The FD has a very complicated plumbing setup for the stock twin turbos in order to enable sequential operation. There are 3 or 4 flappers in the exhaust path, plus a few more in the intake path so that it can use all of the exhaust gas to spool up one turbo at low RPMs and then switch it over to running both turbos at higher RPM. How this impacts boost creep I don't know. :)

The third factor is the question of open vs closed loop boost control. An open loop controller has a lookup table where you put in RPM (and possibly one or two other engine parameters), and it spits out a value indicating the duty cycle on the boost control solenoid to make the desired boost. The key here is that the actual, measured manifold pressure is not a part of this algorithm -- it has the factory back pressure baked into the table values. If that back pressure is reduced then the values coming out of the table are too high, and will make more boost than intended. A closed loop controller, OTOH, monitors the actual pressure, computes an error value, and uses that error to modify the value that it gets out of the table in order to compensate for changes in back pressure.

The stock controller in the FD is open loop, meaning that any back pressure reduction will have the side effect of making more boost. This is an electronics problem not a pneumatic one, and can be fixed by upgrading to a smarter boost controller. That said, the fueling algorithm on the FD is speed/density meaning that the VE curve of the engine is baked into that table as well. Removing exhaust back pressure improves VE (that's the point), so it'll need more fuel even at the same manifold boost pressure. So even with a closed loop boost controller keeping stock boost levels, it's possible to run the engine lean if you reduce the back pressure too much.

What the guys at Mazdatrix told me is that there are three major restrictions in the FD's plumbing -- the main cat, the downpipe/pre-cat, and the intercooler. Supposedly you can get away with upgrading one of those without needing get into major fueling changes, doing two is iffy, and once you do all three you're well into the area that you need a full ECU on the car.

I'm not interested in putting a standalone ECU in the car, so I'm considering very carefully what I do to it.

2GRX7
2GRX7 New Reader
1/7/17 5:36 p.m.

You may want to reconsider a stand-alone simply because you'll get an adjustable computer with WAY MORE computing power that can handle all of your needs (including boost control).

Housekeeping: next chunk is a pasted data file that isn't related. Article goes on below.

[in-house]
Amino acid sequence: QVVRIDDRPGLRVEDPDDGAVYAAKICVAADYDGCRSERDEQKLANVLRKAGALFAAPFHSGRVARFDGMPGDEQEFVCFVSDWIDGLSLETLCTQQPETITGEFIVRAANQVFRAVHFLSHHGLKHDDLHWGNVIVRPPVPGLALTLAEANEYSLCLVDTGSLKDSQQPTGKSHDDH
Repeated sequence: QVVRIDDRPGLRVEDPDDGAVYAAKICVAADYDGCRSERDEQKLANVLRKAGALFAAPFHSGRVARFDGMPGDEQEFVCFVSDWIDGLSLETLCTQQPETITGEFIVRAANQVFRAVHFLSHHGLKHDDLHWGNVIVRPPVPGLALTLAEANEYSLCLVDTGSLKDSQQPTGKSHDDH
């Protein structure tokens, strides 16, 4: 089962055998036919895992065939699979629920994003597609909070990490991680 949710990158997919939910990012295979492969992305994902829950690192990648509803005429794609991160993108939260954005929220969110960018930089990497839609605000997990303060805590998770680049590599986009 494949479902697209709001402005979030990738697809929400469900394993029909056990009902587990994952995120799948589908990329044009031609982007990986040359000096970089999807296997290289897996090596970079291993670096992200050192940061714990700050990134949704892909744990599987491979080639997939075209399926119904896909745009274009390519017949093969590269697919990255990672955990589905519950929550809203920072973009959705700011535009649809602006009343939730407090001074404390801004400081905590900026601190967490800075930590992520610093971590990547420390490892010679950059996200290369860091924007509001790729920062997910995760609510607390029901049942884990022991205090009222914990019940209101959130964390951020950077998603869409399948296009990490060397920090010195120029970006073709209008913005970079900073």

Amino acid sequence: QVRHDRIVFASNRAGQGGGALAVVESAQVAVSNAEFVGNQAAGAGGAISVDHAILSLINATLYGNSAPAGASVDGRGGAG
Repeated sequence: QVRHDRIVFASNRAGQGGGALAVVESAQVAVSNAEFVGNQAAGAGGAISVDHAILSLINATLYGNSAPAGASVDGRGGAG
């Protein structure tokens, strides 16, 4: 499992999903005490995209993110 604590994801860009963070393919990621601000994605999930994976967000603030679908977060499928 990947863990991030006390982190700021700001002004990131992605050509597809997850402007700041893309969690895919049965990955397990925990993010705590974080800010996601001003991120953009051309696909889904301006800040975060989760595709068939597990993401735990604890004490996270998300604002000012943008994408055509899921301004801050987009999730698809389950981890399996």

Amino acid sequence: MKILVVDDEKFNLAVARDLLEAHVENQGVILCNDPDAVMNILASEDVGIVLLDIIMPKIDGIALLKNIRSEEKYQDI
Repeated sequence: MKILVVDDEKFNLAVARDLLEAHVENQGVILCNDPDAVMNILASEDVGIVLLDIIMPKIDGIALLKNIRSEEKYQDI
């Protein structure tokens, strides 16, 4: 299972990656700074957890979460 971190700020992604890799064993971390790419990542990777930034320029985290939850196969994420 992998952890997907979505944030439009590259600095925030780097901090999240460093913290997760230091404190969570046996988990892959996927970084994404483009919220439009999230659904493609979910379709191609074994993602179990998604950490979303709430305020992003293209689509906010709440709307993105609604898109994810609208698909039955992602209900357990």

Currently, I own an unmolested FD (engine-wise, aftermarket downpipe/intercooler, no pre-cat). When I moved from Michigan to L.A., my car drove like E36M3 . When the primary turbo came on boost, there was an annoying (scary even) drop in power. I couldn't figure out what it was. I have a friend that's a rotary tuning GOD who explained that the octane differences in gas could make a huge difference.

I ended up purchasing an Apexi Power FC. Not not only was there a noticeable difference in smoothness, engine-wise, my boost spikes were under control-no need to purchase boost control unit as that would have been 1/3 the cost of the Power FC.

Now this is not to say get the Power FC. If I were getting one today, I'd go with MegaSquirt II.It's a hell of a lot cheaper and can handle your boost control needs. You can get most companies that sell the ecu to put it together for you ($375-450 range).

In terms of tuning, the ONLY tuner to go to in the L.A. area is Eric Rhee over at Westech Tuning. He is a good friend and a rotary guy first, so you can trust his tune.

codrus
codrus SuperDork
1/7/17 8:41 p.m.

If I were putting an ECU in it, I'd do a megasquirt 3. That's what I have in the Miata, and I'm very pleased with it. I generally do my own tuning. :)

2GRX7
2GRX7 New Reader
1/8/17 12:08 a.m.

MegaSquirt 3-excellent! You'll be happy to have made the switch.

codrus
codrus SuperDork
1/15/17 6:14 p.m.

Went for a drive in the hills today. Saw this on the way:

I found it amusing because my FD is one of the few cars around that gets worse milage than that Lightning... :)

Hm. The tailpipe was full of carbon before I went on this drive. I guess the exhaust got a bit warm... :)

YoloRX7
YoloRX7 New Reader
1/22/17 9:36 p.m.

You've caught my interest.

codrus
codrus SuperDork
1/26/17 2:14 p.m.

Hm. Got in the FD to drive it to work today, and it wouldn't start. Crank-crank-crank-stumble-stall. Did it a few times in a row, gave up and drove the Audi instead.

It ran fine on Tuesday, when I backed it out of the garage so I could get the Miata off the lift. I seem to recall that rotaries really don't like to run for 30 seconds and then shut down -- did I flood it or something? Need to go do some googling...

codrus
codrus SuperDork
1/26/17 11:27 p.m.

So yeah, went and read up on it and I definitely flooded it. Found a de-flood procedure (remove main relay, spray some WD-40 into the intake, crank with throttle open to clear) and it started up fine, if a little smoky. Yay! :)

Drove it to a local import car meet this evening and parked next to an RX-4 sedan, an older Toyota (Corolla? not sure, something from the 70s) with a 13b, and an FB.

codrus
codrus SuperDork
2/25/17 11:15 p.m.

I finally got around to looking at my compression tester project again today. The new sensor is a Honeywell HSCDANN150PASA5 -- a 0-150 psi absolute pressure sensor in a 8-pin DIP package with an SPI interface. It plugs into the Arduino fairly easily:

The sensor is in the middle of the breadboard, with the vinyl tubing running to it. The black bracket is just to provide some strain relief otherwise the hose will rip the chip out of the board.

After hooking it up and testing the software with my air compressor, I decided to test it on the Miata first because it's a lot easier to access the spark plugs on it. A hodgepodge of size adapters take me from vinyl tubing to brass NPT fittings to a short piece of hose, clamped onto the compression testing hose from a cheap Harbor Freight compression tester. I ran the normal compression tester gauge on the Miata first just to get a baseline -- it came it at 125 psi in all four cylinders.